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The expansion of age-related degenerative spine pathologies has led to increased referrals to spine surgeons. However, the majority of patients referred for surgical consultation do not need surgery, leading to inefficient use of healthcare resources. This study aims to elucidate preoperative patient variables that are predictive of patients being offered spine surgery.
We conducted an observational cohort study on patients referred to our institution between May 2013 and January 2015. Patients completed a detailed preclinic questionnaire on items such as history of presenting illness, quality-of-life questionnaires, and past medical history. The primary end point was whether surgery was offered. A multivariable logistical regression using the random forest method was used to determine the odds of being offered surgery based on preoperative patient variables.
An analysis of 1194 patients found that preoperative patient variables that reduced the odds of surgery being offered include mild pain (odds ratio [OR] 0.37, p=0.008), normal walking distance (OR 0.51, p=0.007), and normal sitting tolerance (OR 0.58, p=0.01). Factors that increased the odds of surgery include radiculopathy (OR 2.0, p=0.001), patient’s belief that they should have surgery (OR 1.9, p=0.003), walking distance <50 ft (OR 1.9, p=0.01), relief of symptoms when bending forward (OR 1.7, p=0.008) and sitting (OR 1.6, p=0.009), works more slowly (OR 1.6 p=0.01), aggravation of symptoms by Valsalva (OR 1.4, p=0.03), and pain affecting sitting/standing (OR 1.1, p=0.001).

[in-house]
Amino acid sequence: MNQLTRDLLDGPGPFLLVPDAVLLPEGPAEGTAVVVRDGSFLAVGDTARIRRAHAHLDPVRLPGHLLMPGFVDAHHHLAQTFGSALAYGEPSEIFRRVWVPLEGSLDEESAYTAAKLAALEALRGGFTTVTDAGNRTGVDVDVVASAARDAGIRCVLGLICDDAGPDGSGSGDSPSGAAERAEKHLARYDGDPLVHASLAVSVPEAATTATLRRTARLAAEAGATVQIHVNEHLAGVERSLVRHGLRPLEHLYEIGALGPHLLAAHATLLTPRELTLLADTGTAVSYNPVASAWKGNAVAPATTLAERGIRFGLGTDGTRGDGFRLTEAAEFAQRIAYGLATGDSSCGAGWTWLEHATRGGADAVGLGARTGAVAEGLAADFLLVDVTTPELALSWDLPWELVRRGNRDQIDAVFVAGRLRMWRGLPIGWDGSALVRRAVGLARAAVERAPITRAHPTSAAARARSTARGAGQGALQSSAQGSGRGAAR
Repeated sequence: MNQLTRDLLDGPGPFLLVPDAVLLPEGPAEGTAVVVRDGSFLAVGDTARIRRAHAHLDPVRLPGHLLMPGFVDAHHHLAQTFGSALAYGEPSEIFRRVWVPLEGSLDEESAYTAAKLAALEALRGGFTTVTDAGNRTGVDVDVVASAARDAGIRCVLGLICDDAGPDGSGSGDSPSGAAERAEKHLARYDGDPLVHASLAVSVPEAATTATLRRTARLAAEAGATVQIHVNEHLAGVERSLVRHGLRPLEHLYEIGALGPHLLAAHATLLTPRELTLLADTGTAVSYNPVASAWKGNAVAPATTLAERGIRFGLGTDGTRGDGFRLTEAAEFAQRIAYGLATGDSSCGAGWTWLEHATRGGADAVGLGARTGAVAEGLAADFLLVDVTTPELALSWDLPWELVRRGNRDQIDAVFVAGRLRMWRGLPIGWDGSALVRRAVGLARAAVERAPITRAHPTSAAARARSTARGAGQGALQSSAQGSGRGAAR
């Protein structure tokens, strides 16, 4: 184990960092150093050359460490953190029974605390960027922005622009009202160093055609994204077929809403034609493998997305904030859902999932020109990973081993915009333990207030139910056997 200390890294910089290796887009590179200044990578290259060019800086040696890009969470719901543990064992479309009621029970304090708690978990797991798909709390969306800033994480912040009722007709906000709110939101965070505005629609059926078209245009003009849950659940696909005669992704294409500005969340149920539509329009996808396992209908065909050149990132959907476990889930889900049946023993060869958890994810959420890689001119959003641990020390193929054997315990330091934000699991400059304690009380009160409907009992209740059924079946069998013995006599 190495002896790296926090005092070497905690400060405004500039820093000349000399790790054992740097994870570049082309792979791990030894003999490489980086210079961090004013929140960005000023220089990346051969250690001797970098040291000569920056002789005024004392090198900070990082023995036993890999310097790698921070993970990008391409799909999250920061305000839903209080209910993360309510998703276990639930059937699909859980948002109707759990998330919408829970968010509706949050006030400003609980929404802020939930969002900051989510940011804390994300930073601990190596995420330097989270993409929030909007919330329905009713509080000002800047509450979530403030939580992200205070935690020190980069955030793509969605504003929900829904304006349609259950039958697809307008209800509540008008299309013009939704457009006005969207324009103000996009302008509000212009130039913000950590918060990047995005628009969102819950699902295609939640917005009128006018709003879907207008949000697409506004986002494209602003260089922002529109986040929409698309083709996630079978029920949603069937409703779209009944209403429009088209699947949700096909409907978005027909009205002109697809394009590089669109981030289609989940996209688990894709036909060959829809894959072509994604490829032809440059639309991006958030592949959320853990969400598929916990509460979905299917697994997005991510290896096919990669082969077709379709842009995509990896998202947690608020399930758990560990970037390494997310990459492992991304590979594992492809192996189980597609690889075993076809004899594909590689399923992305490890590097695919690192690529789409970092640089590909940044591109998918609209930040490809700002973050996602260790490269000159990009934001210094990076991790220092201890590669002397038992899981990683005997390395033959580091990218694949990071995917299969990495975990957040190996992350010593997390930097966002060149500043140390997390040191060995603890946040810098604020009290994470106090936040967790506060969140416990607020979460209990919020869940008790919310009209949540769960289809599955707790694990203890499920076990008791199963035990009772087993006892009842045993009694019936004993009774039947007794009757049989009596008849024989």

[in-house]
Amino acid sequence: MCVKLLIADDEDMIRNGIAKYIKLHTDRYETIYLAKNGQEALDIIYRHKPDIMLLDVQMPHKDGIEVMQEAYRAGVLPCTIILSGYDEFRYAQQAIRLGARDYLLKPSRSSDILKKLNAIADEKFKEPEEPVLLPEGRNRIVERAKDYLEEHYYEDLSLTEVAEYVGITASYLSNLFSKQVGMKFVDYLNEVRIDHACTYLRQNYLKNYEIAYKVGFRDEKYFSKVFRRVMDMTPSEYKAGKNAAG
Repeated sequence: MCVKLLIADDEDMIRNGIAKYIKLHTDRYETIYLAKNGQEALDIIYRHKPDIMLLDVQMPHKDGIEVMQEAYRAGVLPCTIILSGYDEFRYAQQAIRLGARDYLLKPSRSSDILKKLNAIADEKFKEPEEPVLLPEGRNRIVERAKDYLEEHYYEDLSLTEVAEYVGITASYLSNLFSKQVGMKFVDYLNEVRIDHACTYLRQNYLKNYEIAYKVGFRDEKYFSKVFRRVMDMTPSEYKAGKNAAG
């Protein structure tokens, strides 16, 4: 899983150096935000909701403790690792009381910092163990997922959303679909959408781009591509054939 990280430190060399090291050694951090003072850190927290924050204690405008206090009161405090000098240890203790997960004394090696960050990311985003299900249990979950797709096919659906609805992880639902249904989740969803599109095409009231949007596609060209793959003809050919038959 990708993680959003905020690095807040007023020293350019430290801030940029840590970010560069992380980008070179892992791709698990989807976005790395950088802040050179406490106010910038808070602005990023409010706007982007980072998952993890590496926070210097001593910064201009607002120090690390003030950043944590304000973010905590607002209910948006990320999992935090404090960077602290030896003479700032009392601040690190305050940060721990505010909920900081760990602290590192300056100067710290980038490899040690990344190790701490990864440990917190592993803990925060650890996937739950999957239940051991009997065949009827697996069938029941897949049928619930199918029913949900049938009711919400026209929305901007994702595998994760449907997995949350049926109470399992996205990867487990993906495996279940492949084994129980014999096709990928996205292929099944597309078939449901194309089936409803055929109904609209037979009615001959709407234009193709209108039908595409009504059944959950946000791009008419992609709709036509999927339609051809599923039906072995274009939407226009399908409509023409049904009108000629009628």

We identified 11 preoperative variables that were predictive of whether patients were offered surgery, which are important factors to consider when screening outpatient spine referrals.
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